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Doctors caution against genetically modified food Express News Service
Ludhiana: At a time when Bt Brinjal may soon be introduced into the market, several renowned doctors of the city today initiated a consumer awareness campaign against genetically modified (GM) foods, citing health problems.

The doctors called for an immediate moratorium on all GM foods and vowed to intensify the campaign in the coming months so that the Government sets up a safety assessment protocol to look into the safety of such food items.

The campaign, "I am no lab rat", was launched in Chandigarh on January 30. It is a consumer awareness and mobilisation campaign called as part of a nation-wide campaign. The campaign was initiated in Amritsar on February 3.

Speaking at a seminar at Dayanand Medical College and Hospital today, Dr G P I Singh, an expert in social and preventive medicine and member of Doctors' for Food and Bio-Safety, pointed out that the decreased calorific content in Bt Brinjal and altered consumption would result in an adverse impact on nutrition.

"This may jeopardise the national health programmes for control of tuberculosis, diarrhoea and sexually transmitted diseases," he said.

The movement against GM foods is gathering momentum at a time when the biotech industry is seeking to introduce the first GM food crop in India in the form of Bt Brinjal, created by inserting a bacterial gene with antibiotic-resistant genes so that the plant produces its own poison against a certain set of pests.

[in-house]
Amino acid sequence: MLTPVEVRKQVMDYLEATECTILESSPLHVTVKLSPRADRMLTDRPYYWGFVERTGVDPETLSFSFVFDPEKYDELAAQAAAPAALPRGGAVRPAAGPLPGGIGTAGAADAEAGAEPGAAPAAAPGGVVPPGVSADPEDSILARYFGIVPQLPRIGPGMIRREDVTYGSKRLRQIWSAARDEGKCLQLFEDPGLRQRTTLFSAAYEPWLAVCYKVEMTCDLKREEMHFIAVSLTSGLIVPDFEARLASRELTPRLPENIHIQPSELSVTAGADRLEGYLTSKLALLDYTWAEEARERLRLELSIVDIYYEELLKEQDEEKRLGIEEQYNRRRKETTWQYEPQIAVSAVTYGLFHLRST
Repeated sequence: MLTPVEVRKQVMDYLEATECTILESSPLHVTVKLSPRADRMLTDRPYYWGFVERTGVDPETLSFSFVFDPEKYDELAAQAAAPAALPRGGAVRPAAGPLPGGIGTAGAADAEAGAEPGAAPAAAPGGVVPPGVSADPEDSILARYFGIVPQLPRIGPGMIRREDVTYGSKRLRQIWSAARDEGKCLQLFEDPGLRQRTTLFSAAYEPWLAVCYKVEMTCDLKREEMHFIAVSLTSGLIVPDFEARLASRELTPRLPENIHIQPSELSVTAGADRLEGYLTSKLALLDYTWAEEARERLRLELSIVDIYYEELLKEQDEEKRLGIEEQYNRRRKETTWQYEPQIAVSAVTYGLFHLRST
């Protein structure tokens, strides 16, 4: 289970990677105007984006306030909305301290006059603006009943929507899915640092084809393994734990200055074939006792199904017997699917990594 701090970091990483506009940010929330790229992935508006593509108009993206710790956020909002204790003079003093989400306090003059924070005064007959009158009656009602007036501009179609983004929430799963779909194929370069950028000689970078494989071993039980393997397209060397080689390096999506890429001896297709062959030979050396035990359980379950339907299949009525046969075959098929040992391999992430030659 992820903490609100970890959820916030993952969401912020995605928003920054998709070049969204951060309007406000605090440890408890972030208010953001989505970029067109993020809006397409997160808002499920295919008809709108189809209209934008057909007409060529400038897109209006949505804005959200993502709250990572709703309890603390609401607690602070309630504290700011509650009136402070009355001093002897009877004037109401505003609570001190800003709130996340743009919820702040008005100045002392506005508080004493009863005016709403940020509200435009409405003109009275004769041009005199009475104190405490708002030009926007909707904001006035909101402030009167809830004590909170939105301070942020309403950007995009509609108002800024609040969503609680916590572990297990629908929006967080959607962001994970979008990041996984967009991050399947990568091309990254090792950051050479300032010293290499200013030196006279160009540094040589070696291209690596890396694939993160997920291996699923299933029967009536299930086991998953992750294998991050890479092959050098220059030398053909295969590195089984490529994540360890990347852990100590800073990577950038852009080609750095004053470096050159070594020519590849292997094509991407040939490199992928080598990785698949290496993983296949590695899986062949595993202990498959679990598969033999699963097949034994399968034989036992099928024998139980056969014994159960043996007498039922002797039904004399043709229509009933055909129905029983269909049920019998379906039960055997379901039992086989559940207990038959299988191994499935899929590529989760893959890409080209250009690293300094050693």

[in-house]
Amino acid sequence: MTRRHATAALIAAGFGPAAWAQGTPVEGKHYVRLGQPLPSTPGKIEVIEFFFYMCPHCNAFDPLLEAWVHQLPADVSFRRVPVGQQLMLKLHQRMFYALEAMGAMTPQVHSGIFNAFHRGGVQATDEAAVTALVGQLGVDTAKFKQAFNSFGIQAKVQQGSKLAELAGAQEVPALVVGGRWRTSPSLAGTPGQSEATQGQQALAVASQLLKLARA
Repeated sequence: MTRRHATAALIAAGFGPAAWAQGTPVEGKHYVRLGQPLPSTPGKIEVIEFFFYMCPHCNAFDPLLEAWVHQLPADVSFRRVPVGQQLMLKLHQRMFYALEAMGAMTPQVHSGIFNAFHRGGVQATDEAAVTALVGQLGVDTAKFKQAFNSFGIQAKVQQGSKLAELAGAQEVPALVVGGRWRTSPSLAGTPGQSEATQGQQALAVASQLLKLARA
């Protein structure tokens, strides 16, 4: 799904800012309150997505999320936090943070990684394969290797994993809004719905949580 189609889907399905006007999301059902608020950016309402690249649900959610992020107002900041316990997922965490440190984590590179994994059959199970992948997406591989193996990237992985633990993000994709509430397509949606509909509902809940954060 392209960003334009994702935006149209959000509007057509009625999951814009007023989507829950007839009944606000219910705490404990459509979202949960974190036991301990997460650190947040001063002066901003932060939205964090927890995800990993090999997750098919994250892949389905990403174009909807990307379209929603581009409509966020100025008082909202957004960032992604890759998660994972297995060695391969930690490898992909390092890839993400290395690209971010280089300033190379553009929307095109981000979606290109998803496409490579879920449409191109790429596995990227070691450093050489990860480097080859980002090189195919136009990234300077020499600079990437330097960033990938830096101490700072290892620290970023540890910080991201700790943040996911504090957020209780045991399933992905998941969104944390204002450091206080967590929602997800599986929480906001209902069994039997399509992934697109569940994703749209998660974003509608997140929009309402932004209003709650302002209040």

Dr Inderjeet Kaur of All India Pingalwara Charitable Society said: "Indian regulators have compromised their objectivity by basing their approval on data submitted by the applicant company itself."

Dr L S Chawla, former Vice-Chancellor of Baba Farid University of Health Sciences, said: "Allowing GM foods like Bt Brinjal without prominent labelling will be a violation of a consumer's right to know what he/she is eating and the right to safe food. Bt Brinjal did not undergo any independent, long-term testing and it has already been established that GM foods have an adverse impact, including inter-generational effects, on the population."

The doctors collectively stated that commercial considerations must not be allowed to run at cross-purposes with long-term implications on human and animal health. The conference was attended by Dr Arun Mitra, Vice-President of the Indian Medical Association, Punjab, and noted ophthalmologist Padma Shri Dr Daljit Singh.

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